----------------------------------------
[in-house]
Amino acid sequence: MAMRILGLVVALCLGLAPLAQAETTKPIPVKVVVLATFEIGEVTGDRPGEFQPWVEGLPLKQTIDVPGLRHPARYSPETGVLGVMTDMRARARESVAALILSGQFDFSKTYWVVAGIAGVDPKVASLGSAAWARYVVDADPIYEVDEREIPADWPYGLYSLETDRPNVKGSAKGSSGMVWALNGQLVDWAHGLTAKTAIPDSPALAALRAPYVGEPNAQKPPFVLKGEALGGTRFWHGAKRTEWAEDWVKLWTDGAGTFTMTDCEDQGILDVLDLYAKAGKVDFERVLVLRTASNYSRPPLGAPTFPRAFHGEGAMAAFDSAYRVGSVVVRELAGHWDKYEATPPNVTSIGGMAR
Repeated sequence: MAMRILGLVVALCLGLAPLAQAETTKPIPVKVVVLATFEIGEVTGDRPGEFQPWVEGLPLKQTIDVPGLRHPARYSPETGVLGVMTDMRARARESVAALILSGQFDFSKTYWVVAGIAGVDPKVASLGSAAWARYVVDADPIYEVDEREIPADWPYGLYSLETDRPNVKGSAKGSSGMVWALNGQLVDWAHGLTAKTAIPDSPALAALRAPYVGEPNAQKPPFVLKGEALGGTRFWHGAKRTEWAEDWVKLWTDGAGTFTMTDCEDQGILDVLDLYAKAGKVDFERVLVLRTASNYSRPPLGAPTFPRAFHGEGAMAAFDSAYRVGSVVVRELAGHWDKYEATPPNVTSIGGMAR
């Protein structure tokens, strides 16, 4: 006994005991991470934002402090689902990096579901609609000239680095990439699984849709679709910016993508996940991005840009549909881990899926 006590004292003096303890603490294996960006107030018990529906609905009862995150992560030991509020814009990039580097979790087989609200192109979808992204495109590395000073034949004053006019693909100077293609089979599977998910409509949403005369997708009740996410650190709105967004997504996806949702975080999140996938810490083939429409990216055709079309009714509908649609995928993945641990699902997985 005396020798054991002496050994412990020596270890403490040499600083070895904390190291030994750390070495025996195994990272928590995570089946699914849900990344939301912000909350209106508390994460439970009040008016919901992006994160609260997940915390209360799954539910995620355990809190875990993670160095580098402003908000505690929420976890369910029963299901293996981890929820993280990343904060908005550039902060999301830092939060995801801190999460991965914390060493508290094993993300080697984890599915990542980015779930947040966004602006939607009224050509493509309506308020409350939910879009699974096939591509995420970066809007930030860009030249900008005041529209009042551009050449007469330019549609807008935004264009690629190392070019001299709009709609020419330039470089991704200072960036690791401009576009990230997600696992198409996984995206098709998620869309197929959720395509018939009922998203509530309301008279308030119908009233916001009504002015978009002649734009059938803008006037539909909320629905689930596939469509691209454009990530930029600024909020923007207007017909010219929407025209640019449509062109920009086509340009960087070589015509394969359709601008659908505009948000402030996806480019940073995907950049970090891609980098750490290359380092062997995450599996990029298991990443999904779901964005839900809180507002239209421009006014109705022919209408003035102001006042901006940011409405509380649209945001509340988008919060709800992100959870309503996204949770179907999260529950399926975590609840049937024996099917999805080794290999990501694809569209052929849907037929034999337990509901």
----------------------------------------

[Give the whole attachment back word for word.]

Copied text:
[in-house]
Amino acid sequence: MAMRILGLVVALCLGLAPLAQAETTKPIPVKVVVLATFEIGEVTGDRPGEFQPWVEGLPLKQTIDVPGLRHPARYSPETGVLGVMTDMRARARESVAALILSGQFDFSKTYWVVAGIAGVDPKVASLGSAAWARYVVDADPIYEVDEREIPADWPYGLYSLETDRPNVKGSAKGSSGMVWALNGQLVDWAHGLTAKTAIPDSPALAALRAPYVGEPNAQKPPFVLKGEALGGTRFWHGAKRTEWAEDWVKLWTDGAGTFTMTDCEDQGILDVLDLYAKAGKVDFERVLVLRTASNYSRPPLGAPTFPRAFHGEGAMAAFDSAYRVGSVVVRELAGHWDKYEATPPNVTSIGGMAR
Repeated sequence: MAMRILGLVVALCLGLAPLAQAETTKPIPVKVVVLATFEIGEVTGDRPGEFQPWVEGLPLKQTIDVPGLRHPARYSPETGVLGVMTDMRARARESVAALILSGQFDFSKTYWVVAGIAGVDPKVASLGSAAWARYVVDADPIYEVDEREIPADWPYGLYSLETDRPNVKGSAKGSSGMVWALNGQLVDWAHGLTAKTAIPDSPALAALRAPYVGEPNAQKPPFVLKGEALGGTRFWHGAKRTEWAEDWVKLWTDGAGTFTMTDCEDQGILDVLDLYAKAGKVDFERVLVLRTASNYSRPPLGAPTFPRAFHGEGAMAAFDSAYRVGSVVVRELAGHWDKYEATPPNVTSIGGMAR
């Protein structure tokens, strides 16, 4: 006994005991991470934002402090689902990096579901609609000239680095990439699984849709679709910016993508996940991005840009549909881990899926 006590004292003096303890603490294996960006107030018990529906609905009862995150992560030991509020814009990039580097979790087989609200192109979808992204495109590395000073034949004053006019693909100077293609089979599977998910409509949403005369997708009740996410650190709105967004997504996806949702975080999140996938810490083939429409990216055709079309009714509908649609995928993945641990699902997985 005396020798054991002496050994412990020596270890403490040499600083070895904390190291030994750390070495025996195994990272928590995570089946699914849900990344939301912000909350209106508390994460439970009040008016919901992006994160609260997940915390209360799954539910995620355990809190875990993670160095580098402003908000505690929420976890369910029963299901293996981890929820993280990343904060908005550039902060999301830092939060995801801190999460991965914390060493508290094993993300080697984890599915990542980015779930947040966004602006939607009224050509493509309506308020409350939910879009699974096939591509995420970066809007930030860009030249900008005041529209009042551009050449007469330019549609807008935004264009690629190392070019001299709009709609020419330039470089991704200072960036690791401009576009990230997600696992198409996984995206098709998620869309197929959720395509018939009922998203509530309301008279308030119908009233916001009504002015978009002649734009059938803008006037539909909320629905689930596939469509691209454009990530930029600024909020923007207007017909010219929407025209640019449509062109920009086509340009960087070589015509394969359709601008659908505009948000402030996806480019940073995907950049970090891609980098750490290359380092062997995450599996990029298991990443999904779901964005839900809180507002239209421009006014109705022919209408003035102001006042901006940011409405509380649209945001509340988008919060709800992100959870309503996204949770179907999260529950399926975590609840049937024996099917999805080794290999990501694809569209052929849907037929034999337990509901």